I’ve been extremely lucky enough to witness some unforgettable moments in Australian footballing history.
John Aloisi’s penalty kick that sent Australia into the 2006 World Cup after 32 years.
Harry Kewell’s equaliser that sent Australia into the Round of 16 in Germany.
Tim Cahill’s wonder-goal in Brazil in 2014.
Witnessing Australia play against Kuwait in the opening game of the 2015 AFC Asian Cup in Melbourne tonight will be no different.
After farcically missing out on the chance to host a World Cup, Australians should be very proud and excited about playing host to Asia, a region which represents well-over half of the world’s population. I definitely am!
Australia is, and always will be, a pivotal part of Asia. Many Australians have an affinity to the region; I lived in Singapore for five years when I was a young boy, and the vibrant memories that I have of another island nation will never be forgotten.
To host 15 other Asian nations because of the Beautiful Game will be awesome.
As I make the short journey from my residence in Richmond to AAMI Park on Friday night, I’ll be grateful that I won’t have to travel the thousands of costly kilometres to see my national team in action as I had to do when visiting two vastly different continents of Europe (2006 World Cup in Germany) and South America (2014 World Cup in Brazil).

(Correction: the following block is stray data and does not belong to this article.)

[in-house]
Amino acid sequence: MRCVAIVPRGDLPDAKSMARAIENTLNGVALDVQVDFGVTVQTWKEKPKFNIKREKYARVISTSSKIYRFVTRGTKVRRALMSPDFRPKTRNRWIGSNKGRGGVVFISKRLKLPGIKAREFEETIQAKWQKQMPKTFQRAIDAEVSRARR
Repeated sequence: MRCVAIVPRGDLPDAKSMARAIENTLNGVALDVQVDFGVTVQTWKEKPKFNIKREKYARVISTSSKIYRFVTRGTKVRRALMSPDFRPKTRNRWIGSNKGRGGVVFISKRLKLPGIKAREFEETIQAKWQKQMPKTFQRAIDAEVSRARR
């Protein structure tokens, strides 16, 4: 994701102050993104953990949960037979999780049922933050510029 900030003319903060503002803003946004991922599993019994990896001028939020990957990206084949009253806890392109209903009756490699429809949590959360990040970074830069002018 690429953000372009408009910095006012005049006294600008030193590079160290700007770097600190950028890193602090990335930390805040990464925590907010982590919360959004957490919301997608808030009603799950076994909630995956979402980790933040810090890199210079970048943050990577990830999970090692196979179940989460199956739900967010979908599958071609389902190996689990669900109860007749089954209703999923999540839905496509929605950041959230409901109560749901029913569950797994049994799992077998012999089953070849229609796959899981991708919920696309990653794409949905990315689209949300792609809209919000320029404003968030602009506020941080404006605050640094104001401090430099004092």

Melbourne will also host a myriad of other Asian Cup games and I will even be excited to witness Japan play Jordan on January 20.
But Japan and Australia is the biggest footballing rivalry in Asia. Who could forget Australia’s first-ever win in a World Cup against the Blue Samurai in Kaiserslautern? Or Japan’s victory over Australia in the 2011 Asian Cup in Qatar? I definitely won’t!
The 16th edition of the AFC Asian Cup will be another page-turning chapter in a thrilling tale between the two great countries. The tournament will also encourage me to learn about nations I admittedly know little about, like Jordan (who’ll be my second team). Before I attend the game against Japan, I will make sure I learn a bit about the nation, including its footballing past. I also hope to meet some of its fans in a pub in Richmond after the game and taste a bit of their culture.
Whatever happens on Friday night, no matter what the result, I know it’ll be another unforgettable experience.
- Ryan Fritz, lifelong football fan and One Goal supporter cheering on the Socceroos at AC2015
Richmond VIC Australia
9-31 January, see the tournament through the eyes of One Goal.